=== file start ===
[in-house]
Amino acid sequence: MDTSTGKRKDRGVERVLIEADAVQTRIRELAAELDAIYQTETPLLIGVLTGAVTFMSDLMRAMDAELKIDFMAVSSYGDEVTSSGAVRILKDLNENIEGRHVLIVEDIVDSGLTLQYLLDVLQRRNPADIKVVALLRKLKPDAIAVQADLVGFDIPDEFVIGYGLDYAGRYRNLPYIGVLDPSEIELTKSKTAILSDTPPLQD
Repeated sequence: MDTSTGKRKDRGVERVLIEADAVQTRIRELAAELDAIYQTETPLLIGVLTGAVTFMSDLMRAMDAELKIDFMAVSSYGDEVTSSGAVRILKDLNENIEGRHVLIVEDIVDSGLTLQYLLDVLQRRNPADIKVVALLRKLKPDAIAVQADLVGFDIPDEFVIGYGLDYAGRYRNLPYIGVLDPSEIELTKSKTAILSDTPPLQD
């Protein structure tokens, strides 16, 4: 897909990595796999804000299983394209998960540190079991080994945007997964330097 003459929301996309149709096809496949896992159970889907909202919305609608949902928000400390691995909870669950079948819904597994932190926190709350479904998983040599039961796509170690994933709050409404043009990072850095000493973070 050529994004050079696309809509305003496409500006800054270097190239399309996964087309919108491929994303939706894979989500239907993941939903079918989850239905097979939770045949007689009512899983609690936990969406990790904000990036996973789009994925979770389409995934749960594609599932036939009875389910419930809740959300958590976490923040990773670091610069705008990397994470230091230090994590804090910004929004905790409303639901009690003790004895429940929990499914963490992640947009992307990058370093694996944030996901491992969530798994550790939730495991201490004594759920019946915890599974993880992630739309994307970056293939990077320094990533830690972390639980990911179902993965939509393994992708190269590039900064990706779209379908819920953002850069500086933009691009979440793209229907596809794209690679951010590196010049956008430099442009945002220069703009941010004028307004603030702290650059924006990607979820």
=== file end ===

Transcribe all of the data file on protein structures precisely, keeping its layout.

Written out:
[in-house]
Amino acid sequence: MDTSTGKRKDRGVERVLIEADAVQTRIRELAAELDAIYQTETPLLIGVLTGAVTFMSDLMRAMDAELKIDFMAVSSYGDEVTSSGAVRILKDLNENIEGRHVLIVEDIVDSGLTLQYLLDVLQRRNPADIKVVALLRKLKPDAIAVQADLVGFDIPDEFVIGYGLDYAGRYRNLPYIGVLDPSEIELTKSKTAILSDTPPLQD
Repeated sequence: MDTSTGKRKDRGVERVLIEADAVQTRIRELAAELDAIYQTETPLLIGVLTGAVTFMSDLMRAMDAELKIDFMAVSSYGDEVTSSGAVRILKDLNENIEGRHVLIVEDIVDSGLTLQYLLDVLQRRNPADIKVVALLRKLKPDAIAVQADLVGFDIPDEFVIGYGLDYAGRYRNLPYIGVLDPSEIELTKSKTAILSDTPPLQD
């Protein structure tokens, strides 16, 4: 897909990595796999804000299983394209998960540190079991080994945007997964330097 003459929301996309149709096809496949896992159970889907909202919305609608949902928000400390691995909870669950079948819904597994932190926190709350479904998983040599039961796509170690994933709050409404043009990072850095000493973070 050529994004050079696309809509305003496409500006800054270097190239399309996964087309919108491929994303939706894979989500239907993941939903079918989850239905097979939770045949007689009512899983609690936990969406990790904000990036996973789009994925979770389409995934749960594609599932036939009875389910419930809740959300958590976490923040990773670091610069705008990397994470230091230090994590804090910004929004905790409303639901009690003790004895429940929990499914963490992640947009992307990058370093694996944030996901491992969530798994550790939730495991201490004594759920019946915890599974993880992630739309994307970056293939990077320094990533830690972390639980990911179902993965939509393994992708190269590039900064990706779209379908819920953002850069500086933009691009979440793209229907596809794209690679951010590196010049956008430099442009945002220069703009941010004028307004603030702290650059924006990607979820």